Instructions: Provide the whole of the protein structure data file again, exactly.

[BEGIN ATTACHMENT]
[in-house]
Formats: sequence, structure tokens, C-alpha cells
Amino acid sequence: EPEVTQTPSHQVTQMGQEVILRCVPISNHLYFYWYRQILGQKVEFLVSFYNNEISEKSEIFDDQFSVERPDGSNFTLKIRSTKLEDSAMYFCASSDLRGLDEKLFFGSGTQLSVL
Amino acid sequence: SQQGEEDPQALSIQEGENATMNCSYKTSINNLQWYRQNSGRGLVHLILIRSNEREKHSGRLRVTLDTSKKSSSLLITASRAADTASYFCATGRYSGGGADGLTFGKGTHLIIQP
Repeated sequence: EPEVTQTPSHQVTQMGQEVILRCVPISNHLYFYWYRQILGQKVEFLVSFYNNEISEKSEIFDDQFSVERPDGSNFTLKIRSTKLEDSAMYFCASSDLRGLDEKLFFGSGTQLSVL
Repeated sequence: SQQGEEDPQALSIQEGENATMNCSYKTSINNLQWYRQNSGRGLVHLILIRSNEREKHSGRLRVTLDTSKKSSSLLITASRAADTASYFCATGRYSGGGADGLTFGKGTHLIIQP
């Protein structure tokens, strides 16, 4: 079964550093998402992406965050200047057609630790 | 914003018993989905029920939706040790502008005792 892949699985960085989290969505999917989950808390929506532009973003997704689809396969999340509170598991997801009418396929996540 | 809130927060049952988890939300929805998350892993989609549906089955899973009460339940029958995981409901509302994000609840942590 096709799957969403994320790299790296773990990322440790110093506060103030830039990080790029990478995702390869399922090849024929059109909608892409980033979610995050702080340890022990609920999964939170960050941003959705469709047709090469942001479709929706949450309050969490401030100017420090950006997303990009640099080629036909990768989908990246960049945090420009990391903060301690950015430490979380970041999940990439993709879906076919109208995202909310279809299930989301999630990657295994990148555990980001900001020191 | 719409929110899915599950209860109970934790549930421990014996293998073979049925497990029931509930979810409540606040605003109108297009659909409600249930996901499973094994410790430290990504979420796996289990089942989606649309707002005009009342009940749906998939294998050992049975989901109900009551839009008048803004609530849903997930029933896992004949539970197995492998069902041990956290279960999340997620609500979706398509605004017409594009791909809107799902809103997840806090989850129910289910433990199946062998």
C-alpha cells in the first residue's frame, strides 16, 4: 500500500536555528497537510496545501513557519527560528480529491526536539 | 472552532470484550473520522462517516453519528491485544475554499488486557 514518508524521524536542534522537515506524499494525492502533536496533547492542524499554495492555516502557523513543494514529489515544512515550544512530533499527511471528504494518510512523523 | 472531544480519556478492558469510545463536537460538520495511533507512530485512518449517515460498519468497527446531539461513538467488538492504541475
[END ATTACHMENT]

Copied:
[in-house]
Formats: sequence, structure tokens, C-alpha cells
Amino acid sequence: EPEVTQTPSHQVTQMGQEVILRCVPISNHLYFYWYRQILGQKVEFLVSFYNNEISEKSEIFDDQFSVERPDGSNFTLKIRSTKLEDSAMYFCASSDLRGLDEKLFFGSGTQLSVL
Amino acid sequence: SQQGEEDPQALSIQEGENATMNCSYKTSINNLQWYRQNSGRGLVHLILIRSNEREKHSGRLRVTLDTSKKSSSLLITASRAADTASYFCATGRYSGGGADGLTFGKGTHLIIQP
Repeated sequence: EPEVTQTPSHQVTQMGQEVILRCVPISNHLYFYWYRQILGQKVEFLVSFYNNEISEKSEIFDDQFSVERPDGSNFTLKIRSTKLEDSAMYFCASSDLRGLDEKLFFGSGTQLSVL
Repeated sequence: SQQGEEDPQALSIQEGENATMNCSYKTSINNLQWYRQNSGRGLVHLILIRSNEREKHSGRLRVTLDTSKKSSSLLITASRAADTASYFCATGRYSGGGADGLTFGKGTHLIIQP
């Protein structure tokens, strides 16, 4: 079964550093998402992406965050200047057609630790 | 914003018993989905029920939706040790502008005792 892949699985960085989290969505999917989950808390929506532009973003997704689809396969999340509170598991997801009418396929996540 | 809130927060049952988890939300929805998350892993989609549906089955899973009460339940029958995981409901509302994000609840942590 096709799957969403994320790299790296773990990322440790110093506060103030830039990080790029990478995702390869399922090849024929059109909608892409980033979610995050702080340890022990609920999964939170960050941003959705469709047709090469942001479709929706949450309050969490401030100017420090950006997303990009640099080629036909990768989908990246960049945090420009990391903060301690950015430490979380970041999940990439993709879906076919109208995202909310279809299930989301999630990657295994990148555990980001900001020191 | 719409929110899915599950209860109970934790549930421990014996293998073979049925497990029931509930979810409540606040605003109108297009659909409600249930996901499973094994410790430290990504979420796996289990089942989606649309707002005009009342009940749906998939294998050992049975989901109900009551839009008048803004609530849903997930029933896992004949539970197995492998069902041990956290279960999340997620609500979706398509605004017409594009791909809107799902809103997840806090989850129910289910433990199946062998």
C-alpha cells in the first residue's frame, strides 16, 4: 500500500536555528497537510496545501513557519527560528480529491526536539 | 472552532470484550473520522462517516453519528491485544475554499488486557 514518508524521524536542534522537515506524499494525492502533536496533547492542524499554495492555516502557523513543494514529489515544512515550544512530533499527511471528504494518510512523523 | 472531544480519556478492558469510545463536537460538520495511533507512530485512518449517515460498519468497527446531539461513538467488538492504541475